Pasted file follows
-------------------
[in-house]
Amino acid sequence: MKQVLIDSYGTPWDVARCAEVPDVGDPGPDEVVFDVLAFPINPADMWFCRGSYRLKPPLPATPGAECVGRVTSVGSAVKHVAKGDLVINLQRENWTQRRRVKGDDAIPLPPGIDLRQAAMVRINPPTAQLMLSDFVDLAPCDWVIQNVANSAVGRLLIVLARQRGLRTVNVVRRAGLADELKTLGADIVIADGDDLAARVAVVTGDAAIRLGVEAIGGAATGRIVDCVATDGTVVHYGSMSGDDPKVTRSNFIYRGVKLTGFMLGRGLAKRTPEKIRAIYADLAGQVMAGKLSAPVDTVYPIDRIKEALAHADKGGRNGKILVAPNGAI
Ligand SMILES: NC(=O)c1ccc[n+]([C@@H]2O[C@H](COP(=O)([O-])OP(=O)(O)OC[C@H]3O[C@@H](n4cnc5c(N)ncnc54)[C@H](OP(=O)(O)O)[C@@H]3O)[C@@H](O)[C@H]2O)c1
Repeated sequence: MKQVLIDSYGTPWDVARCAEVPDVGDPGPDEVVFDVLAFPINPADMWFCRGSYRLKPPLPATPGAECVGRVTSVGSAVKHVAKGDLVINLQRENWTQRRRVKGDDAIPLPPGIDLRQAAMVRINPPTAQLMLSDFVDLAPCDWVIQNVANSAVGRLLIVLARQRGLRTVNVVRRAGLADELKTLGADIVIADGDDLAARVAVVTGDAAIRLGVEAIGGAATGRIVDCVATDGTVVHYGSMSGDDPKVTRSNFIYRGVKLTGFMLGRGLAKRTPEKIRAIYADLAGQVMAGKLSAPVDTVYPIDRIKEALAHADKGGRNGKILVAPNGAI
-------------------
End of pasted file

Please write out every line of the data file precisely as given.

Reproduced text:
[in-house]
Amino acid sequence: MKQVLIDSYGTPWDVARCAEVPDVGDPGPDEVVFDVLAFPINPADMWFCRGSYRLKPPLPATPGAECVGRVTSVGSAVKHVAKGDLVINLQRENWTQRRRVKGDDAIPLPPGIDLRQAAMVRINPPTAQLMLSDFVDLAPCDWVIQNVANSAVGRLLIVLARQRGLRTVNVVRRAGLADELKTLGADIVIADGDDLAARVAVVTGDAAIRLGVEAIGGAATGRIVDCVATDGTVVHYGSMSGDDPKVTRSNFIYRGVKLTGFMLGRGLAKRTPEKIRAIYADLAGQVMAGKLSAPVDTVYPIDRIKEALAHADKGGRNGKILVAPNGAI
Ligand SMILES: NC(=O)c1ccc[n+]([C@@H]2O[C@H](COP(=O)([O-])OP(=O)(O)OC[C@H]3O[C@@H](n4cnc5c(N)ncnc54)[C@H](OP(=O)(O)O)[C@@H]3O)[C@@H](O)[C@H]2O)c1
Repeated sequence: MKQVLIDSYGTPWDVARCAEVPDVGDPGPDEVVFDVLAFPINPADMWFCRGSYRLKPPLPATPGAECVGRVTSVGSAVKHVAKGDLVINLQRENWTQRRRVKGDDAIPLPPGIDLRQAAMVRINPPTAQLMLSDFVDLAPCDWVIQNVANSAVGRLLIVLARQRGLRTVNVVRRAGLADELKTLGADIVIADGDDLAARVAVVTGDAAIRLGVEAIGGAATGRIVDCVATDGTVVHYGSMSGDDPKVTRSNFIYRGVKLTGFMLGRGLAKRTPEKIRAIYADLAGQVMAGKLSAPVDTVYPIDRIKEALAHADKGGRNGKILVAPNGAI